Today in History: The End of the American Civil War

A war that took 750,000 lives over the span of almost four years ended when General Lee surrended his Army of Northern Virginia to General Grant at Appomattox Court House. The correspondence between these two generals over the surrender is found here in the Official Records of the War of the Rebellion. General Lee’s message to his troops is online as well; General Grant’s recollection of these proceedings are included in his Personal Memoirs (chapter 67).

The New York Times ran a lengthy report on the Appomattox surrender in its April 12,1865 issue and the Brooklyn Daily Eagle picked it up for its April 14 issue; other papers throughout the nation also reported this news. This 1865 timeline can prove helpful in following events.

But please remember that communications at that time were only as fast as a galloping horse. With the tremendous destruction of the communications infrastructure – downed telegraph poles, torn-up railroad tracks, blocked waterways – news of this surrender did not reach other combatants for months.

Confederate General Joseph Johnston would surrender his army to General William Sherman on April 26, 1865 ((Sherman’s Personal Memoirs, v.2, 348+; Johnston’s Narrative…. , 398+; Official Records…, v.47, pt.3, 243;  “Sherman-Johnston Convention,” Scribner’s Magazine, 28(July-Dec 1900): 489-505)).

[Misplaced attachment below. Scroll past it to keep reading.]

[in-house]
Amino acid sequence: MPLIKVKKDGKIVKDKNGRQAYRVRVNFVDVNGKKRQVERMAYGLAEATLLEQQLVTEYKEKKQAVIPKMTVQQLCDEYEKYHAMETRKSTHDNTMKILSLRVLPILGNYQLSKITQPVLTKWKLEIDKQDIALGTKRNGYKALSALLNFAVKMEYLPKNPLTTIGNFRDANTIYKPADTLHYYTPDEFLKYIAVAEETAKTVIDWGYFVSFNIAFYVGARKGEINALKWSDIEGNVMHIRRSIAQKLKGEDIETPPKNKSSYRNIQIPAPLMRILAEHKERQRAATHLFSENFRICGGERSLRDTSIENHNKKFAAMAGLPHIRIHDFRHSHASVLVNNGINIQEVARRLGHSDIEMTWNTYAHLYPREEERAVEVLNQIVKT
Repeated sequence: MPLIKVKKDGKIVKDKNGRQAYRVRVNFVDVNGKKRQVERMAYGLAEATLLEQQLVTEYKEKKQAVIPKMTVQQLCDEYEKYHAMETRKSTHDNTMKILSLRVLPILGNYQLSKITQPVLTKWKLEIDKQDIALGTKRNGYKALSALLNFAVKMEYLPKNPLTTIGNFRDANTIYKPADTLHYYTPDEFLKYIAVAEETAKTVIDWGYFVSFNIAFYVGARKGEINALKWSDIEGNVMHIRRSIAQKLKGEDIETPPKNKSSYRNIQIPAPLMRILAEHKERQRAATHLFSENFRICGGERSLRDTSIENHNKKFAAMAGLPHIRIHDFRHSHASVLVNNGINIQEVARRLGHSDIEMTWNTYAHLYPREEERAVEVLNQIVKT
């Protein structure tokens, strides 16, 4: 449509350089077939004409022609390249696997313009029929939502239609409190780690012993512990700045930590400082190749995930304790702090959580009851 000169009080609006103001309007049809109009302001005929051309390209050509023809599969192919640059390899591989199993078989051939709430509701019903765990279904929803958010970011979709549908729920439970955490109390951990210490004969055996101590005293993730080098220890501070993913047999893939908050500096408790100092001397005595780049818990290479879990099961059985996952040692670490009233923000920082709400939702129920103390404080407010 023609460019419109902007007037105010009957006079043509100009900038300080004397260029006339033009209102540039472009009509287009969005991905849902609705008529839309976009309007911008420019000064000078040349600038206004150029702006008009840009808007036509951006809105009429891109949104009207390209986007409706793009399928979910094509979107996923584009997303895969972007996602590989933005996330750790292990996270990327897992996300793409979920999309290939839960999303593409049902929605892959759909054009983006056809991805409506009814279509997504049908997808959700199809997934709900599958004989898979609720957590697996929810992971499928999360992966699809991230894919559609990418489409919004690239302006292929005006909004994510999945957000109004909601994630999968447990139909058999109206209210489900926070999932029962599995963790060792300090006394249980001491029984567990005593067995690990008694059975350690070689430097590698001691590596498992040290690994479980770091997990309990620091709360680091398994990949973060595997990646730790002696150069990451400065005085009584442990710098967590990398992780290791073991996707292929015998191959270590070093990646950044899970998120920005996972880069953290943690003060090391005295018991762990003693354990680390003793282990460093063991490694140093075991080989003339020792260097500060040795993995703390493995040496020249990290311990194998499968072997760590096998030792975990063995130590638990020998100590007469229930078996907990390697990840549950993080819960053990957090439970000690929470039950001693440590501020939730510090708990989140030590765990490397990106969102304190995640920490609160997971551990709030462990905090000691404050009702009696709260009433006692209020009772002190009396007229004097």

General Richard Taylor (son of ex-President Zachary Taylor) surrendered his army to General Edward Canby at Citronelle, Alabama on May 4 (Taylor’s Destruction and Reconstruction, 224-29; Official Records, vol.49, pt.2, 609).

General Kirby Smith also surrendered his troops to General Canby; he did so on May 26 (Noll’s General Kirby-Smith  contains orders, letters, and addresses, 253+; Official Reports…, series 2, vol.8, 717).

General Stand Watie relinquished command to Colonel Asa Matthews on June 23, 1865 (Official Records, vol.48, pt.2, 1098+; Watie’s Letters). His was the last major Confederate force to surrender.

The CSS Shenandoah surrendered in Liverpool, England on November 6, 1865 ((“The Cruise of the Shenandoah,” Southern Historical Society Papers, 35(1900): 235-258; Hunt’s The Shenandoah; or, The last Confederate cruiser; articles from The Liverpool Mercury, November 1865)). This was the last Confederate surrender.

President Johnson issued Declaring that Peace, Order, Tranquillity, and Civil Authority Now Exists in and Throughout the Whole of the United States of America on August 20, 1866 formally ending this conflict.

The wounds are still deep. Please read The Civil War Isn’t Over from the April 2015 issue of The Atlantic.

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